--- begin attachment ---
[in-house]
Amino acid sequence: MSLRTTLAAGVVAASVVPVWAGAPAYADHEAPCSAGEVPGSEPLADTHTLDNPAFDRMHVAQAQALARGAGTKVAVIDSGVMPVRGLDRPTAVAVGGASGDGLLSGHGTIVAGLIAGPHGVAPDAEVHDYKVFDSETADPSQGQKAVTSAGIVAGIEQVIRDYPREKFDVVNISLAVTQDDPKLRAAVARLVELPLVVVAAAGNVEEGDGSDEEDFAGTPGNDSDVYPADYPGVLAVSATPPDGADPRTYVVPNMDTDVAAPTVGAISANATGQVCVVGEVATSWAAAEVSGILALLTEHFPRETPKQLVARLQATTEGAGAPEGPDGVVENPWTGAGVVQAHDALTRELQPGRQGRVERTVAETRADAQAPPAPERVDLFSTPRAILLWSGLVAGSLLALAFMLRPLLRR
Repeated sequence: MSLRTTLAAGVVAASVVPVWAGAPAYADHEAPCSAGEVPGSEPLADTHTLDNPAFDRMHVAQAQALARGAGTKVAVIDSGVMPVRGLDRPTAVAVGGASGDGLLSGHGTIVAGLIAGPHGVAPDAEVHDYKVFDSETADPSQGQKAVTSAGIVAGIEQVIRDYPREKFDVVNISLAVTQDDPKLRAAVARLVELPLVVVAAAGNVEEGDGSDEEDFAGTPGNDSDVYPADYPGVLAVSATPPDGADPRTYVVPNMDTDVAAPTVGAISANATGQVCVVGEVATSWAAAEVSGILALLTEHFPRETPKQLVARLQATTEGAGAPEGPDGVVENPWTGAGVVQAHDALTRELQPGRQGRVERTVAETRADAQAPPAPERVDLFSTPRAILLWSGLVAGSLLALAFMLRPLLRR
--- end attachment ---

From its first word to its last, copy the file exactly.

[in-house]
Amino acid sequence: MSLRTTLAAGVVAASVVPVWAGAPAYADHEAPCSAGEVPGSEPLADTHTLDNPAFDRMHVAQAQALARGAGTKVAVIDSGVMPVRGLDRPTAVAVGGASGDGLLSGHGTIVAGLIAGPHGVAPDAEVHDYKVFDSETADPSQGQKAVTSAGIVAGIEQVIRDYPREKFDVVNISLAVTQDDPKLRAAVARLVELPLVVVAAAGNVEEGDGSDEEDFAGTPGNDSDVYPADYPGVLAVSATPPDGADPRTYVVPNMDTDVAAPTVGAISANATGQVCVVGEVATSWAAAEVSGILALLTEHFPRETPKQLVARLQATTEGAGAPEGPDGVVENPWTGAGVVQAHDALTRELQPGRQGRVERTVAETRADAQAPPAPERVDLFSTPRAILLWSGLVAGSLLALAFMLRPLLRR
Repeated sequence: MSLRTTLAAGVVAASVVPVWAGAPAYADHEAPCSAGEVPGSEPLADTHTLDNPAFDRMHVAQAQALARGAGTKVAVIDSGVMPVRGLDRPTAVAVGGASGDGLLSGHGTIVAGLIAGPHGVAPDAEVHDYKVFDSETADPSQGQKAVTSAGIVAGIEQVIRDYPREKFDVVNISLAVTQDDPKLRAAVARLVELPLVVVAAAGNVEEGDGSDEEDFAGTPGNDSDVYPADYPGVLAVSATPPDGADPRTYVVPNMDTDVAAPTVGAISANATGQVCVVGEVATSWAAAEVSGILALLTEHFPRETPKQLVARLQATTEGAGAPEGPDGVVENPWTGAGVVQAHDALTRELQPGRQGRVERTVAETRADAQAPPAPERVDLFSTPRAILLWSGLVAGSLLALAFMLRPLLRR